Joe: Whatever it is, piezoelectric energy comes from pressure, right? So any time you apply pressure to something, there is some kind of energy transfer going on there, and what if we can harness that energy? Well, it turns out there are ways to do this. In fact, I think just scales and stuff like that use this.

Jonathan: And you know, fi you look at a timepiece that uses a quartz crystal, that's piezoelectric. It's a material that, when you compress it, it emits electricity essentially, or if you induce electricity, if you give it electricity, it then vibrates, so it's that relationship there.

Joe: Right, it's a relationship between -

Lauren: Mechanical stress and electricity.

Jonathan: Yes, very good. Thank you Lauren for making my stumbling actually sound smart.

Joe: Exactly. So you can imagine that, oh, if we could put these generators just everywhere that there's wasted friction, like if you put them on stairs or on the soles of your feet or something like this, could you reclaim, over time, the energy cost that it would cost to create them, and could you even get a surplus? So say I want to put piezoelectric fields on the bottom of my shoes, walk around all day, and charge my IPod. Well, it turns out that you might be able to do something like that. Now but part of the problem is, creating these things, we haven't reached peak efficiency yet, so at this point in a lot of cases it would probably cost more to create one of these and it wouldn't put off enough electricity, but we're getting better. Also, they tend to involve materials that you don't want to put into consumer electronics, like lead and stuff like that.

Jonathan: Yeah, things that are toxic.

Lauren: Generally not good.

Joe: But the lab that we were looking at figured out a way that you could create a small ocean of viruses that don't affect humans. They're bacteria phage viruses.

Lauren: They attack bacteria and not people.

Joe: Right, and so they wouldn't be harmful to you. They're the kind of viruses that eat the bacteria that's all over the sidewalk and everywhere.

Lauren: M13 specifically is the bacteria designation.

Joe: Wow, M13, yeah, I remember that now. It sounds like a British secret service network.

Jonathan: Way behind M5.

Joe: But yeah, so anyway, you can use viruses to generate electricity. They found out you can make a little ocean of these that when you slap it, they put off electric current.

Jonathan: So you coat an electrode in this stuff, and every time you apply pressure compression to that electrode, then a little bit of electricity passes through it and accumulatively this starts to matter.

Lauren: Right, when you push it once, I was reading up on it and it only produces maybe a quarter of the voltage of a triple A battery, which doesn't sound a lot until you consider the fact that you just made viruses into energy.

Jonathan: Right, and if you're doing lots of steps, if you're walking a lot, and you have these in your shoes, then obviously you're going to generate more electricity. Or if you have this as part of a heavily trafficked area, then you could harness electricity. You could even, in theory; create a highway system in the future that would use something along these lines that could, through the amount of pressure being applied to it when cars are passing over, start to reclaim some of the energy.

Lauren: Yeah, if you could paint this film onto a street then -

Joe: Exactly, yeah. We don't know where it would be efficient in the future to use things like this. In fact, we don't even know for sure if we can get there, but it's really cool to try.

Jonathan: yeah. The nice thing about discovering things like this is that even if, ultimately, it turns out that your initial discovery is not applicable in any meaningful way, you can learn other things during that process that end up informing other processes, so you make other things more efficient, even if your initial approach ends up being a bust, you may find other things that help you out in ways that you had not intended when you started out, which is why I love science. I love the idea, and I don't think of science as having - you'll hear about a scientific study where you're thinking, "What's the practical application of this study?"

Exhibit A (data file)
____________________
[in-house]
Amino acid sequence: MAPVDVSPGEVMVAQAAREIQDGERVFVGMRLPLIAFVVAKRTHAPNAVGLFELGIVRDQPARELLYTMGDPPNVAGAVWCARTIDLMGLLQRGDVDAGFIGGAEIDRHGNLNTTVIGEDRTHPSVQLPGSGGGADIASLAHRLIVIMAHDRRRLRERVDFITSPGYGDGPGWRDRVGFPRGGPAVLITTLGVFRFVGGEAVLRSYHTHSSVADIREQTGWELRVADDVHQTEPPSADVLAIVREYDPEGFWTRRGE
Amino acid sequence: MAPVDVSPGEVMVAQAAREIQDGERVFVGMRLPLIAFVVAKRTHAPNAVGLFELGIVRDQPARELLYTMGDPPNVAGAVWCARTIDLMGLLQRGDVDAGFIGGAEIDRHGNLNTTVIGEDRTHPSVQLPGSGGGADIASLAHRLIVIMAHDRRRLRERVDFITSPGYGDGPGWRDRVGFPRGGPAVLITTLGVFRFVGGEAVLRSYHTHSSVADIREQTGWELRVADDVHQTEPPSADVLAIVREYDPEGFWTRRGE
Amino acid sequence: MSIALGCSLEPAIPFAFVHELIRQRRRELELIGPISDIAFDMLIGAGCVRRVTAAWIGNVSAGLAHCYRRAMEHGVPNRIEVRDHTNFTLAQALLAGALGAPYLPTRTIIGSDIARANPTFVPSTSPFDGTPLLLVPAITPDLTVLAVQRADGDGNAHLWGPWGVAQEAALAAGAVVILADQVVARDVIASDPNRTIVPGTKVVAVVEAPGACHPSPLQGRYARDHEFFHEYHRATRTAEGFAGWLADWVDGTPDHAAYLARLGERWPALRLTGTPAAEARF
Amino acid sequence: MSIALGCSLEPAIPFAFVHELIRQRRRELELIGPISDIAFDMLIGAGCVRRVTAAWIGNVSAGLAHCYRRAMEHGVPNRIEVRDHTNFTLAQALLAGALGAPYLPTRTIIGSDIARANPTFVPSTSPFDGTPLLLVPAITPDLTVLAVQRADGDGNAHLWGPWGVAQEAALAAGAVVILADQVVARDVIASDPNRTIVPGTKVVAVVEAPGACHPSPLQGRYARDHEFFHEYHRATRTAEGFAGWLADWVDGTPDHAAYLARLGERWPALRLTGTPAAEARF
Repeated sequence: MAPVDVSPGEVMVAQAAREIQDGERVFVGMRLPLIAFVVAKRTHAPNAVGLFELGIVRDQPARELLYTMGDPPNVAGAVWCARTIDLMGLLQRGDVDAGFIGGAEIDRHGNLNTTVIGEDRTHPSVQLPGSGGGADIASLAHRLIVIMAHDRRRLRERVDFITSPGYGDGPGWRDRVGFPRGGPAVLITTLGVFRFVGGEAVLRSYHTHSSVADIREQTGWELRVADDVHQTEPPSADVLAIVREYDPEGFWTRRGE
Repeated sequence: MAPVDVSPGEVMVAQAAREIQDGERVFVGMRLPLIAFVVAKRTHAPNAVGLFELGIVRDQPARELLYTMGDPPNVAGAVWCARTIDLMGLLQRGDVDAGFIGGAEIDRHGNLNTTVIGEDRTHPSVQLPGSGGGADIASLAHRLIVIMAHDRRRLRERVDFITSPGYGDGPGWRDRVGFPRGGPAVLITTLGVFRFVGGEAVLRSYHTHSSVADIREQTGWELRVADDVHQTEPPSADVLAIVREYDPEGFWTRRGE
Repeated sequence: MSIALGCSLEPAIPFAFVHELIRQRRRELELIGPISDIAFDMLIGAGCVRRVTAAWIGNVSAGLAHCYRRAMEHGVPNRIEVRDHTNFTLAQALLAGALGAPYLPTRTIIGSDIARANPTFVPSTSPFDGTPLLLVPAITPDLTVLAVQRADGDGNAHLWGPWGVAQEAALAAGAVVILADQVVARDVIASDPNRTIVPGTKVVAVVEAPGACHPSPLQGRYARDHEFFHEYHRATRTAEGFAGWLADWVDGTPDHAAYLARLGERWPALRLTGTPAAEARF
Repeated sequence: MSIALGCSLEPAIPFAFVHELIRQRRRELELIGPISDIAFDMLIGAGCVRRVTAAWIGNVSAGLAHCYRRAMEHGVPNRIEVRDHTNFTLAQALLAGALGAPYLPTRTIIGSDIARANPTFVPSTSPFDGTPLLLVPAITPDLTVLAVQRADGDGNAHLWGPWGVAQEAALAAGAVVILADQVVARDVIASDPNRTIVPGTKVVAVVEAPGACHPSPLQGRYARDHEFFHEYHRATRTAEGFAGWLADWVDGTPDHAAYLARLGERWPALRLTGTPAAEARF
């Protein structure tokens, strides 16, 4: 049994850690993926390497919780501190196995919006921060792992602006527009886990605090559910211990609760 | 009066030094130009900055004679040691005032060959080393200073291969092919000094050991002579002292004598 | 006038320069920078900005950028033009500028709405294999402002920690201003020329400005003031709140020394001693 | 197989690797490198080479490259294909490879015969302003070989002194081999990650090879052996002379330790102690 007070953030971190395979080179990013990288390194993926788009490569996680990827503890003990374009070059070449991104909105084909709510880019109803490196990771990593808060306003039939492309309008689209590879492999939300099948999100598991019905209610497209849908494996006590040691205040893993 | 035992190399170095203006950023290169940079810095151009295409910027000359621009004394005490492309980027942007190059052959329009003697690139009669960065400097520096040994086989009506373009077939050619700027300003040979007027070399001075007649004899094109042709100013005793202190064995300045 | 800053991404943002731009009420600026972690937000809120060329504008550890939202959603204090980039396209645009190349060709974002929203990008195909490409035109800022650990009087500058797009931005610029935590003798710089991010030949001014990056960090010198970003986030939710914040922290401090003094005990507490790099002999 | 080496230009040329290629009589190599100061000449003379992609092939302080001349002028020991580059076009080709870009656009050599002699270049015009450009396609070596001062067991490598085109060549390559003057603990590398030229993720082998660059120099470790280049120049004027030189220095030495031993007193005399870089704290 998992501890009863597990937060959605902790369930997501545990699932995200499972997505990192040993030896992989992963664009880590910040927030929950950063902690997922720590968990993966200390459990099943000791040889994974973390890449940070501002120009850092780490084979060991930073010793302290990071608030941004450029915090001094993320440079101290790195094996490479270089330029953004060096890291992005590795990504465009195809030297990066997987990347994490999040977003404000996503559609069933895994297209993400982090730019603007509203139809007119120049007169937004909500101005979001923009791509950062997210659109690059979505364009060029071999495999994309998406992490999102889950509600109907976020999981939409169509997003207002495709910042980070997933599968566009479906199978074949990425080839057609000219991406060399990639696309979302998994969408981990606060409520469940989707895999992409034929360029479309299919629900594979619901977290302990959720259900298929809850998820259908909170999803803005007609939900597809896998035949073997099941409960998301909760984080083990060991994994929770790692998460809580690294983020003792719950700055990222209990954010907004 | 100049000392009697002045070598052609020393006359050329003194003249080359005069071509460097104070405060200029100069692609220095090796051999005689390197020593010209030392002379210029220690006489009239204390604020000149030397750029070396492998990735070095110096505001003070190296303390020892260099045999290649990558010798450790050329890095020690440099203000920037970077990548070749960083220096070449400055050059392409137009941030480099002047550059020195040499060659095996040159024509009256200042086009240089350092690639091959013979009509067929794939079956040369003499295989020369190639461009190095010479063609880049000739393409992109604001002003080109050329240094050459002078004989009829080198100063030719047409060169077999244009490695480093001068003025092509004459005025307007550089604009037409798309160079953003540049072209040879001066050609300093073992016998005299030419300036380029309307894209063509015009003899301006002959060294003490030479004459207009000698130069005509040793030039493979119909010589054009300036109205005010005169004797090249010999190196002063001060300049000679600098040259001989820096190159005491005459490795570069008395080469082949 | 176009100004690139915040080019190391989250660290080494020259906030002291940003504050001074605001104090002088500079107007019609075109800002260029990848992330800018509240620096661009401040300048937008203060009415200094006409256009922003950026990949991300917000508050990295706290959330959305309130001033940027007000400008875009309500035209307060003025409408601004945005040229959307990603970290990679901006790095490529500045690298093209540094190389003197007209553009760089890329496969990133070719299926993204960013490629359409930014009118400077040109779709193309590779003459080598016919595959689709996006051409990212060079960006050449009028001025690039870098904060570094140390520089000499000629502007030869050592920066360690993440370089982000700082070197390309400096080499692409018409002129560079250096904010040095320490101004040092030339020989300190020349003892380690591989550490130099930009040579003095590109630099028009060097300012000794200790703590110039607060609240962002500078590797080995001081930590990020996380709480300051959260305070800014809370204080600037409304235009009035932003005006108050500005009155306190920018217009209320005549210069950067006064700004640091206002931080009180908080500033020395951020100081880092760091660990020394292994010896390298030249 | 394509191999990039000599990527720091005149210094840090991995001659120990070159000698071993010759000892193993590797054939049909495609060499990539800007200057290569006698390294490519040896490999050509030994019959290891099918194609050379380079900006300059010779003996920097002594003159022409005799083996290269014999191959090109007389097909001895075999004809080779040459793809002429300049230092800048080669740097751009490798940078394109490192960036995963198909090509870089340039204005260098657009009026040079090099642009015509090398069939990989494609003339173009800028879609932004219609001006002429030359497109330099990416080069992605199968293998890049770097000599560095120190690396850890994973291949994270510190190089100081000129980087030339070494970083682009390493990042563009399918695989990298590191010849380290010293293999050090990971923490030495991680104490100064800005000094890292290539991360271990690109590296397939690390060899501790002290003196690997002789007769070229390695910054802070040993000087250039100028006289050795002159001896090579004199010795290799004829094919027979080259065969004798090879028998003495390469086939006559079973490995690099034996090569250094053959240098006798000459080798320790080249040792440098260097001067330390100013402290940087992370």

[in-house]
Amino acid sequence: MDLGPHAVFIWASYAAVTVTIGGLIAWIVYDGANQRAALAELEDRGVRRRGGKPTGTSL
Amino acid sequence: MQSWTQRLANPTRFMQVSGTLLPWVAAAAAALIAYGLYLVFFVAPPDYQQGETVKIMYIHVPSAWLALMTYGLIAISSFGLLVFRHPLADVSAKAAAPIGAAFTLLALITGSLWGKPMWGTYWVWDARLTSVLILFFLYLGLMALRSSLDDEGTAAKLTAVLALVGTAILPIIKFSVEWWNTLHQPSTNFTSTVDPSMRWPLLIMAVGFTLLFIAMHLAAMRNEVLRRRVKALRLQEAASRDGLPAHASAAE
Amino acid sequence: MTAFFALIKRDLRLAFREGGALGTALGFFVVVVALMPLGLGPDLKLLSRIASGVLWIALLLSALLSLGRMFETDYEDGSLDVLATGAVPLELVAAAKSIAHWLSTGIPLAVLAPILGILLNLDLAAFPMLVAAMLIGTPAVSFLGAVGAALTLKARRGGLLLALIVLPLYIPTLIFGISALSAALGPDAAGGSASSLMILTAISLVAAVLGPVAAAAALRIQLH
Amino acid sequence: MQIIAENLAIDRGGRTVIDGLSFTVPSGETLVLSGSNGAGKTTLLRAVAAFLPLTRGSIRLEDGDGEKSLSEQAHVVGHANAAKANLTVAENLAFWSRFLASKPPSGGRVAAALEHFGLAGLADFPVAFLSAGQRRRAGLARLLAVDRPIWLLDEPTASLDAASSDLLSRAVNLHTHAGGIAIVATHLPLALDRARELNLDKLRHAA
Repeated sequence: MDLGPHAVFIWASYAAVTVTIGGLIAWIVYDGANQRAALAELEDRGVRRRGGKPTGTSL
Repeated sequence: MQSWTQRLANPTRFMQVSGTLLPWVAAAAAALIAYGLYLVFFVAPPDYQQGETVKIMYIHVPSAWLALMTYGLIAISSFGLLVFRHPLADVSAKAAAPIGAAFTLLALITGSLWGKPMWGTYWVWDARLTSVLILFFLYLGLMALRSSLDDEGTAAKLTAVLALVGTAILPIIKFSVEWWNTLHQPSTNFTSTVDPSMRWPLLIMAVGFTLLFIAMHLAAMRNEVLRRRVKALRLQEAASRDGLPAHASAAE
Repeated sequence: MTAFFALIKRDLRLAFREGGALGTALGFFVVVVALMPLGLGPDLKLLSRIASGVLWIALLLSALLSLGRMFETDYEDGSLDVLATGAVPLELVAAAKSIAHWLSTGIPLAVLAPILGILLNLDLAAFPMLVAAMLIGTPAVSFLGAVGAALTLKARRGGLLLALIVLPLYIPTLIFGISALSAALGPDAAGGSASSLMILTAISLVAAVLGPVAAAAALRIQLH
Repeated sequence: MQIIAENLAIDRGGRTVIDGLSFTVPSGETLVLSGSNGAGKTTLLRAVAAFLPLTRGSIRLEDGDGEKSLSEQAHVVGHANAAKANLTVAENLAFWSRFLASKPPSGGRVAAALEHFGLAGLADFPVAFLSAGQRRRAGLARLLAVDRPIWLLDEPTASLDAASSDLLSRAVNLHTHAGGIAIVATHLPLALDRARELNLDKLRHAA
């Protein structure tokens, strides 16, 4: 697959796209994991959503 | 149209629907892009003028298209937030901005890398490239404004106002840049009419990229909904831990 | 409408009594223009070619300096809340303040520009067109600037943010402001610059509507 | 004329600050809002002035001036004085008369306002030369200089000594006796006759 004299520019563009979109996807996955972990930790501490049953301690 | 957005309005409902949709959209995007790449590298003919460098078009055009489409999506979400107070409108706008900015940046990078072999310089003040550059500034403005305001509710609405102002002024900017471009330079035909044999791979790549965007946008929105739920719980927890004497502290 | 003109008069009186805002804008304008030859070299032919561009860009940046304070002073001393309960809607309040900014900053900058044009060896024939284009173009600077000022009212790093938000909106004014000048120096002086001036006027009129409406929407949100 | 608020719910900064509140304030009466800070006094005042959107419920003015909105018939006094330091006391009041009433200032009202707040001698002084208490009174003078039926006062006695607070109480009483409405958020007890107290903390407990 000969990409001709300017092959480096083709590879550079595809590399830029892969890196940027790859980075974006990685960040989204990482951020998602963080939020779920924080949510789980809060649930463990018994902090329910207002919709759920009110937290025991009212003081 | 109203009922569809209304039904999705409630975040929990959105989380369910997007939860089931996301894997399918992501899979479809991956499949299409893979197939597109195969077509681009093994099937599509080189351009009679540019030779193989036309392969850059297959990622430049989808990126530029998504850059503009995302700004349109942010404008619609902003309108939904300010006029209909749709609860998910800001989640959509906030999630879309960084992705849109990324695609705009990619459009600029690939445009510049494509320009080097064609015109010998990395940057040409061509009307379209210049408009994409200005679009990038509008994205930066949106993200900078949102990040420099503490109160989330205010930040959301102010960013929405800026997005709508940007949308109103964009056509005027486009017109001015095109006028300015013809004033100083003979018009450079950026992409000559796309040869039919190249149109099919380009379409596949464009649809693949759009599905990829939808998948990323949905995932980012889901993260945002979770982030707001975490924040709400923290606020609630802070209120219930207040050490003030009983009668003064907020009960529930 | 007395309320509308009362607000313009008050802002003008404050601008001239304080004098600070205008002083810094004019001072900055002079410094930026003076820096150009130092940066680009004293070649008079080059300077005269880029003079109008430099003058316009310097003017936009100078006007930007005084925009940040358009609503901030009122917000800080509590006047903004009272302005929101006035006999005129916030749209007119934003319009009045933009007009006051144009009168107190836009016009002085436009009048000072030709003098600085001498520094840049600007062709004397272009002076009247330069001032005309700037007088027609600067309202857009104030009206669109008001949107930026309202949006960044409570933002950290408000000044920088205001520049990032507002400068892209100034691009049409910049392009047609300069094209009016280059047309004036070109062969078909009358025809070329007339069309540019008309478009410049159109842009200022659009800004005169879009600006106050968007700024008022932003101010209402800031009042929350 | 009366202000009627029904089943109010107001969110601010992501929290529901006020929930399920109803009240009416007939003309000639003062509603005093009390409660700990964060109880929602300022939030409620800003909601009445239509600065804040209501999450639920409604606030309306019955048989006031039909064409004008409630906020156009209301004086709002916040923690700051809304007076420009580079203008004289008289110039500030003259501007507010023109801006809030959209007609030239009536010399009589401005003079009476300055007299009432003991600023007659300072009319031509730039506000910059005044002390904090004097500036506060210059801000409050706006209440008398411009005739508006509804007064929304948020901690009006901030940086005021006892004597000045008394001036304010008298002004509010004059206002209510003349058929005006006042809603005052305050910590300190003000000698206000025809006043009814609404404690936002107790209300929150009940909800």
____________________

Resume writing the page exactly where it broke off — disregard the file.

Joe: Pure science versus technology.

Jonathan: And really, yeah, I think that's the wrong question to ask, because if we only concentrate on things that we thought were going to have a practical outcome, we would be so far behind where we are today.

Joe: Today's pure science is tomorrow's technology. It's ridiculous. Who would have thought that quantum mechanics would ever have a technological application 100 years ago when people were talking about these strange quantum states, but now we're talking about quantum computers and quantum encryption.

Jonathan: Yeah, there's definitely some emerging technology today that came out of pure science from 100 years ago. And maybe in another hundred or 200 years we'll be saying the same thing about something like string theory, where right now we don't even really call that a science, we almost call it a philosophy because there's no way to test it or observe it. But who knows, maybe in 100 or 200 years, that will be the genesis of something that really changes the world, like the genesis project, which is documented in Star Trek 2, Wrath of Khan. All right, well let's wrap this up. This was a good discussion, and these were just three examples of some of the ways people have found.

Joe: Yeah, there's a million other things like this.

Jonathan: Yeah, to maximize electricity generation while minimizing waste, and it's really cool application of ingenuity and technology, and I really think that this is pretty amazing stuff. If you guys have suggestions for future topics for us to cover, I highly recommend you go to our website. It's fwthinking.com. There you can watch the video series, you can listen to this podcast, you can read the blogs, and you can also connect with us on our various social platforms, like Facebook, Twitter, and Google Plus, and we will talk to you again really soon.

Male Speaker 1: For more on this topic and the future of technology, visit fwthinking.com. Brought to you by Toyota. Let's go places.

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Duration: 30 minutes

Topics in this Podcast: piezoelectricity